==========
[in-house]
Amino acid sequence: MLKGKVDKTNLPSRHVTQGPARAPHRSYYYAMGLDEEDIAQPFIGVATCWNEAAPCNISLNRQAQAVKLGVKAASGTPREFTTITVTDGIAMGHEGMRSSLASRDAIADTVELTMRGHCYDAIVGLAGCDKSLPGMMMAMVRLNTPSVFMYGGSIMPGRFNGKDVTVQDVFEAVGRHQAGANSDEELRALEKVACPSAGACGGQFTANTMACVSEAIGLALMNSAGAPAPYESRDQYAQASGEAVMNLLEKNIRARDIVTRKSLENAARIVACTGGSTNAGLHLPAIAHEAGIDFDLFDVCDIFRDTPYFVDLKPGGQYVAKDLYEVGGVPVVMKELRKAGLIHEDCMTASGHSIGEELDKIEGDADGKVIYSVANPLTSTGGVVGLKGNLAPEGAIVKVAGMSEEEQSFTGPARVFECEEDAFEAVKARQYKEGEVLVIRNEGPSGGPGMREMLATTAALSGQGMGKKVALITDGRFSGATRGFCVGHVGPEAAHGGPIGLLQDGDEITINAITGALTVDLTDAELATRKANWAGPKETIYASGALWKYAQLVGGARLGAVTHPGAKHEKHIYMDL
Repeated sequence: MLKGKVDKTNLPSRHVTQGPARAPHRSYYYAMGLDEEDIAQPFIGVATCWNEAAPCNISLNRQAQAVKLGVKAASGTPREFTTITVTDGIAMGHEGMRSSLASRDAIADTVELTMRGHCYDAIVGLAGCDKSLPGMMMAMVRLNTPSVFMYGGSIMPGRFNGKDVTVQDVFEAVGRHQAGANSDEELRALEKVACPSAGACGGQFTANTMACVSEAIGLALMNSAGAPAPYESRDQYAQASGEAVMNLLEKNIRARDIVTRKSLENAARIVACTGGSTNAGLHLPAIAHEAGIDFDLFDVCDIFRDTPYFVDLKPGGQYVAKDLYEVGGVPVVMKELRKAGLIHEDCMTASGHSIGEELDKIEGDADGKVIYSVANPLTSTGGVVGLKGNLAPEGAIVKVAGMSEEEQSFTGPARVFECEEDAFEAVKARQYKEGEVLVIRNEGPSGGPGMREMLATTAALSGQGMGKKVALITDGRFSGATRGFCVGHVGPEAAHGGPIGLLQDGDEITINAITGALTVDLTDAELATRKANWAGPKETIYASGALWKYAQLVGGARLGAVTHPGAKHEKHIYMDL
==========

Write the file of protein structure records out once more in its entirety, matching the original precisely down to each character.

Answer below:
[in-house]
Amino acid sequence: MLKGKVDKTNLPSRHVTQGPARAPHRSYYYAMGLDEEDIAQPFIGVATCWNEAAPCNISLNRQAQAVKLGVKAASGTPREFTTITVTDGIAMGHEGMRSSLASRDAIADTVELTMRGHCYDAIVGLAGCDKSLPGMMMAMVRLNTPSVFMYGGSIMPGRFNGKDVTVQDVFEAVGRHQAGANSDEELRALEKVACPSAGACGGQFTANTMACVSEAIGLALMNSAGAPAPYESRDQYAQASGEAVMNLLEKNIRARDIVTRKSLENAARIVACTGGSTNAGLHLPAIAHEAGIDFDLFDVCDIFRDTPYFVDLKPGGQYVAKDLYEVGGVPVVMKELRKAGLIHEDCMTASGHSIGEELDKIEGDADGKVIYSVANPLTSTGGVVGLKGNLAPEGAIVKVAGMSEEEQSFTGPARVFECEEDAFEAVKARQYKEGEVLVIRNEGPSGGPGMREMLATTAALSGQGMGKKVALITDGRFSGATRGFCVGHVGPEAAHGGPIGLLQDGDEITINAITGALTVDLTDAELATRKANWAGPKETIYASGALWKYAQLVGGARLGAVTHPGAKHEKHIYMDL
Repeated sequence: MLKGKVDKTNLPSRHVTQGPARAPHRSYYYAMGLDEEDIAQPFIGVATCWNEAAPCNISLNRQAQAVKLGVKAASGTPREFTTITVTDGIAMGHEGMRSSLASRDAIADTVELTMRGHCYDAIVGLAGCDKSLPGMMMAMVRLNTPSVFMYGGSIMPGRFNGKDVTVQDVFEAVGRHQAGANSDEELRALEKVACPSAGACGGQFTANTMACVSEAIGLALMNSAGAPAPYESRDQYAQASGEAVMNLLEKNIRARDIVTRKSLENAARIVACTGGSTNAGLHLPAIAHEAGIDFDLFDVCDIFRDTPYFVDLKPGGQYVAKDLYEVGGVPVVMKELRKAGLIHEDCMTASGHSIGEELDKIEGDADGKVIYSVANPLTSTGGVVGLKGNLAPEGAIVKVAGMSEEEQSFTGPARVFECEEDAFEAVKARQYKEGEVLVIRNEGPSGGPGMREMLATTAALSGQGMGKKVALITDGRFSGATRGFCVGHVGPEAAHGGPIGLLQDGDEITINAITGALTVDLTDAELATRKANWAGPKETIYASGALWKYAQLVGGARLGAVTHPGAKHEKHIYMDL